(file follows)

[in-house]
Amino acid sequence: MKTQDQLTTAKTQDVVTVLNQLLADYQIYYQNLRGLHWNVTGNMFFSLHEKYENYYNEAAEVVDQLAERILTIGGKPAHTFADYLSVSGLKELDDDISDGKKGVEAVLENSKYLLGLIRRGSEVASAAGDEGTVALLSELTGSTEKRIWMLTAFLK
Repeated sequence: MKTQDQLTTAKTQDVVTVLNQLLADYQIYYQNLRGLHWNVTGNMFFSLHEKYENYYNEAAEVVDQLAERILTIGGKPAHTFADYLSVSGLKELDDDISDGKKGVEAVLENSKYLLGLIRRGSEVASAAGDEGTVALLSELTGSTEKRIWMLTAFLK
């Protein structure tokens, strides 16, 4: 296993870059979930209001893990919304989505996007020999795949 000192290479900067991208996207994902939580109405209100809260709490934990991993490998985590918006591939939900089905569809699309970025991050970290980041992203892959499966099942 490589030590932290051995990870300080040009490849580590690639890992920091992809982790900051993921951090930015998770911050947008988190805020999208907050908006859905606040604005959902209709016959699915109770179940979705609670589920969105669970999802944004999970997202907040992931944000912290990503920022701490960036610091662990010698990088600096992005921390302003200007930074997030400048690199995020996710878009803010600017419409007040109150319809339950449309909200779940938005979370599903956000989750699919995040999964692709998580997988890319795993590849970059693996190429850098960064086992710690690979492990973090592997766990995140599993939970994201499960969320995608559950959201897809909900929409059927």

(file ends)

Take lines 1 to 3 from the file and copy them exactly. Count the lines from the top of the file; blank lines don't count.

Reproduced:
[in-house]
Amino acid sequence: MKTQDQLTTAKTQDVVTVLNQLLADYQIYYQNLRGLHWNVTGNMFFSLHEKYENYYNEAAEVVDQLAERILTIGGKPAHTFADYLSVSGLKELDDDISDGKKGVEAVLENSKYLLGLIRRGSEVASAAGDEGTVALLSELTGSTEKRIWMLTAFLK
Repeated sequence: MKTQDQLTTAKTQDVVTVLNQLLADYQIYYQNLRGLHWNVTGNMFFSLHEKYENYYNEAAEVVDQLAERILTIGGKPAHTFADYLSVSGLKELDDDISDGKKGVEAVLENSKYLLGLIRRGSEVASAAGDEGTVALLSELTGSTEKRIWMLTAFLK